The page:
Marketing Needs More Art

April 16, 2019 Shannon Ross

To build great stories, you need creatives—and you need them earlier than you think.

So you’re a marketer who wants to do storytelling. Or if we’ve now passed that term’s sell-by date, maybe you want to build narratives.

That’s great!

Just know that if you’re leaving the creative stuff to the end, you’re probably not doing your best work.

Here’s why.

Let’s use an archery metaphor:

First, there’s a target. That’s the customer or prospect. Marketing pinpoints this target before pulling back on the bow.

The bow represents all the tools you use to launch content at this target—marketing and campaign planning, etc.

You, dear marketer, are the archer.

And then there’s the arrow.

The arrow, in this metaphor, is your “story” (or narrative, if you prefer).

Each of the elements—bow, target, archer, arrow—is essential. But it’s the arrow that makes contact. It’s the payload that strikes the heart of the target, makes an impression, persuades them to act—or to shrug and walk away.

Your target can, and should, be triangulated and Marketo-ed and persona-ed using data and research and best practices. The bow can be structurally sound. You can be the best archer in town. But if you don’t load the right payload onto a bow—if you try firing a fish or a pool noodle instead of an arrow—however well-aimed, it will land with a splat.

I am often approached by marketers trying to cram a pool noodle into their bow. They ask me and my creative colleagues to just ‘trim it down a little.’ But we know the truth: ‘trimming it down a little’ will never turn a pool noodle into an arrow.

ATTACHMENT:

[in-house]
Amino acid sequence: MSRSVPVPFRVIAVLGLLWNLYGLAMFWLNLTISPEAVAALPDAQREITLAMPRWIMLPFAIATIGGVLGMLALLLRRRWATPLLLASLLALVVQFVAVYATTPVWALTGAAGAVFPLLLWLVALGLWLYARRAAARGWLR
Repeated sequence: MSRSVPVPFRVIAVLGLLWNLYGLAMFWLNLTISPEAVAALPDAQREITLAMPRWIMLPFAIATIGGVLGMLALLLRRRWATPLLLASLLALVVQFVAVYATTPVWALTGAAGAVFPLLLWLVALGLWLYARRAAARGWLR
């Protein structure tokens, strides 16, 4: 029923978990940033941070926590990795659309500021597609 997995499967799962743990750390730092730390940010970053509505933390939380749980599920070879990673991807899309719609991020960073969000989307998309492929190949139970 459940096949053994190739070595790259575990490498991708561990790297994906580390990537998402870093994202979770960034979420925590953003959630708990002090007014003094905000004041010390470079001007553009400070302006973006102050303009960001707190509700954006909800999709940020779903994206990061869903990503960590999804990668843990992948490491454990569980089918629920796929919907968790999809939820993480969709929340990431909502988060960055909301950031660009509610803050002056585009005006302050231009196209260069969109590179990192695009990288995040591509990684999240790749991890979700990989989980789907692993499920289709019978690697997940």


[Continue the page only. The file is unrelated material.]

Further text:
The arrow is a creative product honed with a mixture of skill, training, experience, instinct, words, images, inspiration, caffeine, and collaboration. Sometimes whiskey is involved also.

The arrow should be carved by experts.

The experts, in the case of storytelling and narrative, are designers and videographers and writers and other creative specialists.

The archer guides the process. But the arrow-building experts know which wood flies true and how to weight the feathers. They know how to build the right arrow for a particular bow. They know tricks and possibilities non-experts would never think of.

Recognizing this expertise, and how and when to integrate it with marketing expertise, is vital to successful story-building and story-telling.

Because, despite the fact that marketing does require imagination and creativity, crafting the arrow is not exclusively, or even predominantly, a marketing skill.

And as a result, well-intentioned marketers often mess up the payload.

The evidence is scattered far and wide across the internet, on social media, and in an unread brochure near you.

Powerful business stories are built from the inside out.

And ‘inside’ is the creative’s natural habitat.

Creative professionals aren’t just adept at creating assets; their skill set is uniquely suited to the story-building process as well. These skills can be a secret weapon in narrative development and content strategy.